By Rabbi Rachel Esserman
Question: What is the Jewish national dish? Before you rush to answer, please note that this question comes from reading “National Dish: Around the World in Search of Food, History, and the Meaning of Home” by Anya von Bremzen. The author, who came to the U.S. from the former U.S.S.R. as a teenager, wrote a book, “Mastering the Art of Soviet Cooking: A Memoir of Food and Longing,” which I wrote a review of years ago. I didn’t ask for a review copy of this work (no Jewish content), but thought it sounded interesting because I’m fascinated by the history and anthropology of food. The book taught me one thing: I’m definitely not a foodie. At a certain point, I finally accepted I had no idea what all the foodie terms meant and concentrated on the more fun parts, rather than searching for definitions online.
However, back to my question: What is the Jewish national dish? Note that I’m not asking what the Israeli national dish is. (That, oy, would get us into the debate about whether Israeli food is just Middle Eastern cuisine borrowed from other nations and I’m so not going there in this column.) That thought does lead me to the answer, or at least my answer: there is no Jewish national dish.
OK, before I get a thousand e-mails talking about the wonderful Jewish dish your mother and grandmother and great-grandmother made, please remember that those recipes were borrowed from the cuisine of whatever culture they lived in. If you compare traditional Sephardic and Ashkenazic recipes, you would see there is little to no overlap. And think of the debates about food within the Ashkenazic world: savory kugel or sweet? Cold beet borscht or the warm meat version? Last Hanukkah, I was asked if I was Team Applesauce or Team Sour Cream. (I didn’t even know there were teams. By the way, I spent most of my life eating latkes without any topping, although in the past few years, I’ve put a touch of sour cream on a few.)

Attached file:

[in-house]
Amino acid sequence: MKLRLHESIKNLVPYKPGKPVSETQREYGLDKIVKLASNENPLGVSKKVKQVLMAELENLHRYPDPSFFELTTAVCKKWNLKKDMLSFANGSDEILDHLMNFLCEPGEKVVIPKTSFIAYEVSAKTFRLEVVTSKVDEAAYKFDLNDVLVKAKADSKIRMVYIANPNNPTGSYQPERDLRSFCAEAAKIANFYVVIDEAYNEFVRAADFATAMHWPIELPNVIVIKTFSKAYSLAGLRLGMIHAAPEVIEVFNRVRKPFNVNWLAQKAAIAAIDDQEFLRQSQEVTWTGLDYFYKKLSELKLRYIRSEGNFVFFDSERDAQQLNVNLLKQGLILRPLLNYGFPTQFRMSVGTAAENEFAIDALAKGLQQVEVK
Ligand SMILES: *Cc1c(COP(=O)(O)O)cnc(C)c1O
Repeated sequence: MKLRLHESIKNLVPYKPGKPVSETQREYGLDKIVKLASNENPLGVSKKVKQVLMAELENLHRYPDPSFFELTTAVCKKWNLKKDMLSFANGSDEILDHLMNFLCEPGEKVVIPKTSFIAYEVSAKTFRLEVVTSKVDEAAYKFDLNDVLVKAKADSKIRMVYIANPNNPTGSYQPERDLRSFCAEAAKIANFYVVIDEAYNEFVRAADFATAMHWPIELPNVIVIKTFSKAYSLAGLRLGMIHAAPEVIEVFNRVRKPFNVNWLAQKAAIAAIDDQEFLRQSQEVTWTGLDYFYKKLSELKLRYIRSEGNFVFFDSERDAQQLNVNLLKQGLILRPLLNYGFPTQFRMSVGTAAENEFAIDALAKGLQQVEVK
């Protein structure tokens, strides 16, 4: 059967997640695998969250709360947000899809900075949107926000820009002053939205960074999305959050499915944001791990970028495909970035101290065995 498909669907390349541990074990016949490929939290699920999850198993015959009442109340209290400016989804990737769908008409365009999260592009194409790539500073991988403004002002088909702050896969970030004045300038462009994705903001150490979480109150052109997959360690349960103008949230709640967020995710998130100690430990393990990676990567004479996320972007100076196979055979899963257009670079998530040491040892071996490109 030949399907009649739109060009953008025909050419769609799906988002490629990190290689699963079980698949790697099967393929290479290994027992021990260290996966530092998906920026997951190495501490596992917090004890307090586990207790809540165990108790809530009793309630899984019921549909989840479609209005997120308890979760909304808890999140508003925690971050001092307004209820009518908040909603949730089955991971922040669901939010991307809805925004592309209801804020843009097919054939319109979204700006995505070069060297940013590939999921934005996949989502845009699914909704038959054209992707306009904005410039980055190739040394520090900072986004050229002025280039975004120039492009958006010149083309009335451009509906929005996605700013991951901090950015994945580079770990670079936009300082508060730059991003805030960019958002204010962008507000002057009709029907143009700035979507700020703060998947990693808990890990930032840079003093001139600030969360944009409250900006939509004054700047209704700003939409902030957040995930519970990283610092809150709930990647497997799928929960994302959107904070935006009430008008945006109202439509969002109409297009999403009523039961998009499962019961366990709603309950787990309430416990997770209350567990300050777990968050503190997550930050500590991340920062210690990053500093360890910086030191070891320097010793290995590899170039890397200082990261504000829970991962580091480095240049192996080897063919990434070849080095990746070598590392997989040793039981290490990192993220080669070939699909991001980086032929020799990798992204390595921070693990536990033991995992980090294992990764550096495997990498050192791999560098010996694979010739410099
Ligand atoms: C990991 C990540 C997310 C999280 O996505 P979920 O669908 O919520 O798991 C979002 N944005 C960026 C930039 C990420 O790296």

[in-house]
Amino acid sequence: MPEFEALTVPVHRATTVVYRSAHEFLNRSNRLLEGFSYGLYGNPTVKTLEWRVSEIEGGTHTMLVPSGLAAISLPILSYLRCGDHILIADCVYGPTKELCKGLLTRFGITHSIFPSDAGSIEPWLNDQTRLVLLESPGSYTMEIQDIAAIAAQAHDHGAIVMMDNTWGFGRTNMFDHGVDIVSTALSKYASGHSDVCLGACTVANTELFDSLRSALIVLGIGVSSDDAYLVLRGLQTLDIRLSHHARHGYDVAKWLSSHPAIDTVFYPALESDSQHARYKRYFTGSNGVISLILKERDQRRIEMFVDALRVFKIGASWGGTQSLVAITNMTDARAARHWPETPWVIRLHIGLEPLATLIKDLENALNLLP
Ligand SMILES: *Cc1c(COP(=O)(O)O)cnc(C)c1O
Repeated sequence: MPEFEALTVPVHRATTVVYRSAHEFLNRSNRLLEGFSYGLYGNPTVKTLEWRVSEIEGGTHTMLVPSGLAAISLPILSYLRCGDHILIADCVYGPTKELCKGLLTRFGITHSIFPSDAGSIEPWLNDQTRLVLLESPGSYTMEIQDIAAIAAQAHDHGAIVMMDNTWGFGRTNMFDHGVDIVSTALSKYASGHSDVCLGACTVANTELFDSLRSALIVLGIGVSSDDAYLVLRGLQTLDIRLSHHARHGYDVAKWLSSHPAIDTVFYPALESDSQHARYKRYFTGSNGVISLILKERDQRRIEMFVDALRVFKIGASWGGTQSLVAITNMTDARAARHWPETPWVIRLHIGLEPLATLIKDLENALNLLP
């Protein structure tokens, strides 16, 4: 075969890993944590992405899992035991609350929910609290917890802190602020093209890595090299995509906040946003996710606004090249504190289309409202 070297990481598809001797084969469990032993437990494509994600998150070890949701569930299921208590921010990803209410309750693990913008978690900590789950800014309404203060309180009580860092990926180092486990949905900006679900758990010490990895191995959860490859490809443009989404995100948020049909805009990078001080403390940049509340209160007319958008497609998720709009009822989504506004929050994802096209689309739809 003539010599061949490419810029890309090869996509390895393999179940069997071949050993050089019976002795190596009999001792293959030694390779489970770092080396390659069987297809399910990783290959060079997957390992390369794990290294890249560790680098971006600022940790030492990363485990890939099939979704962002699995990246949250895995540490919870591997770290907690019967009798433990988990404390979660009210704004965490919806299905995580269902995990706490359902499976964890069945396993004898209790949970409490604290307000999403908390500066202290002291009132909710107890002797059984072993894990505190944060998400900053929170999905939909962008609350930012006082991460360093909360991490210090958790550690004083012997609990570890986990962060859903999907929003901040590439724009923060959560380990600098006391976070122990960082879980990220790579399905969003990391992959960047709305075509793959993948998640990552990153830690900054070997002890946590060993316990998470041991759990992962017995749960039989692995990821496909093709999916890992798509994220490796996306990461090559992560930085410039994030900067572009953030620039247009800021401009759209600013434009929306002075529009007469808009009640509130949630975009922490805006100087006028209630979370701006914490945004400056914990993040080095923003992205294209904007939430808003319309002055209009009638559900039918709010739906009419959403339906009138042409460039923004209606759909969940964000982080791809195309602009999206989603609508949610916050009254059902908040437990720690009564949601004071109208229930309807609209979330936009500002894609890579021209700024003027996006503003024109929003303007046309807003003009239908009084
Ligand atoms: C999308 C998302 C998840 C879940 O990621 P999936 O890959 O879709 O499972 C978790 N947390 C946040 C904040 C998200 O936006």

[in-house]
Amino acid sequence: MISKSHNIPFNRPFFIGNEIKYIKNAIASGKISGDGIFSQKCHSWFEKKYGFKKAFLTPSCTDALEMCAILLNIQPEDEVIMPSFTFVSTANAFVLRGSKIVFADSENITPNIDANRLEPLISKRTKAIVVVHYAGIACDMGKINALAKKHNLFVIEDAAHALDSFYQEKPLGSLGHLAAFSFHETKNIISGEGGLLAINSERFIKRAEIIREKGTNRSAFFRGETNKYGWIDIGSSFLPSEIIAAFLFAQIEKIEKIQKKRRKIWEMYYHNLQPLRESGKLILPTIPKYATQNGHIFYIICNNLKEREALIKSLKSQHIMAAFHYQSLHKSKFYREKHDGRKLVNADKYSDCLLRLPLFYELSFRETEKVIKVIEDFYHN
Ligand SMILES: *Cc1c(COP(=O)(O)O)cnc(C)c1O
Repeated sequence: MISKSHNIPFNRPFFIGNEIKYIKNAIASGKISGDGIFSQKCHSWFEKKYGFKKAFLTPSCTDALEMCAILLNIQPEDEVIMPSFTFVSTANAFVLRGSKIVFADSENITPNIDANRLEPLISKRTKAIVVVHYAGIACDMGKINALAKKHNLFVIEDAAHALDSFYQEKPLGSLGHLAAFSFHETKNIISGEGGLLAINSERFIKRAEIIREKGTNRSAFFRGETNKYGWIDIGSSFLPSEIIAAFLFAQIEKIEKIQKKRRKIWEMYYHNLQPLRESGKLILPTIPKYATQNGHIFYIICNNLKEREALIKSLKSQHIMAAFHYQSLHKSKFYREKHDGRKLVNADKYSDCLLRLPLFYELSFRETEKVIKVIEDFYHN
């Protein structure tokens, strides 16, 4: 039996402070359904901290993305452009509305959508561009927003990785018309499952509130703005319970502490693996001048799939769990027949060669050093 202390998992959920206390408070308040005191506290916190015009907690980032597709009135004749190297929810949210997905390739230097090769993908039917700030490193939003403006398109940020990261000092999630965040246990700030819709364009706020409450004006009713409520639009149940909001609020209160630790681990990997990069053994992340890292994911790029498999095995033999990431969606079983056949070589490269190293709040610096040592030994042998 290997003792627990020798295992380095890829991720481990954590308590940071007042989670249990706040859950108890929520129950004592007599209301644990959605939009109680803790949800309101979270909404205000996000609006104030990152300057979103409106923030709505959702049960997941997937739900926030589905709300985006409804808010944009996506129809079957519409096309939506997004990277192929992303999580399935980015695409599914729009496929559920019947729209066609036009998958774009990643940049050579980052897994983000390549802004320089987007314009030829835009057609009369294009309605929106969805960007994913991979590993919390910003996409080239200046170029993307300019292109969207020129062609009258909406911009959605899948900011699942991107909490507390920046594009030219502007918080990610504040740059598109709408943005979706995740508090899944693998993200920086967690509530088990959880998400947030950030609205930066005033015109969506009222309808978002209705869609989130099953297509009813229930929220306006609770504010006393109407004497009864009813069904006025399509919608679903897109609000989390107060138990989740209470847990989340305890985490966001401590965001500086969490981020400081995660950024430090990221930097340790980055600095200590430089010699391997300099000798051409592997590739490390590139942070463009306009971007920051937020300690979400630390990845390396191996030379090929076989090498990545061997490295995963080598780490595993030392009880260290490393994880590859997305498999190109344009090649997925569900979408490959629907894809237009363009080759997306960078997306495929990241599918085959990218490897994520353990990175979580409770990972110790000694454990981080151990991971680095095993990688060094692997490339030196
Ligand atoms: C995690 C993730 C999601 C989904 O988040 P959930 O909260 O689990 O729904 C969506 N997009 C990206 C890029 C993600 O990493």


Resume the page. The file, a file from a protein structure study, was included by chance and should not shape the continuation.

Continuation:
Now that doesn’t mean that there are no foods I consider Jewish, but I do consider those foods regional dishes adopted and modified by Jews. Of course, some of them have become part of mainstream American culture. For example, consider the bagel that some regard as the quintessential Jewish food: when my non-Jewish friends regularly buy bagels, they aren’t thinking of its Jewish origin, that is if they’ve even heard of it. When I was a kid, you couldn’t buy fresh bagels at the local grocery store, but now they have a variety of types to choose from. I also remember that when I was in Israel in the 1990s and brought bagels back from Jerusalem to Beersheva, one of my Israeli roommates looked at them with disdain and absolutely refused to even taste one. Obviously, it was a foreign food and definitely not Jewish.
Why, then, even bother to raise the question? It’s fun to think about, talk about, write about and eat food, even if you can’t agree on which culture the dish came from. And this exercise in food culture has made me hungry, so I’m going to sign off now and get something to eat.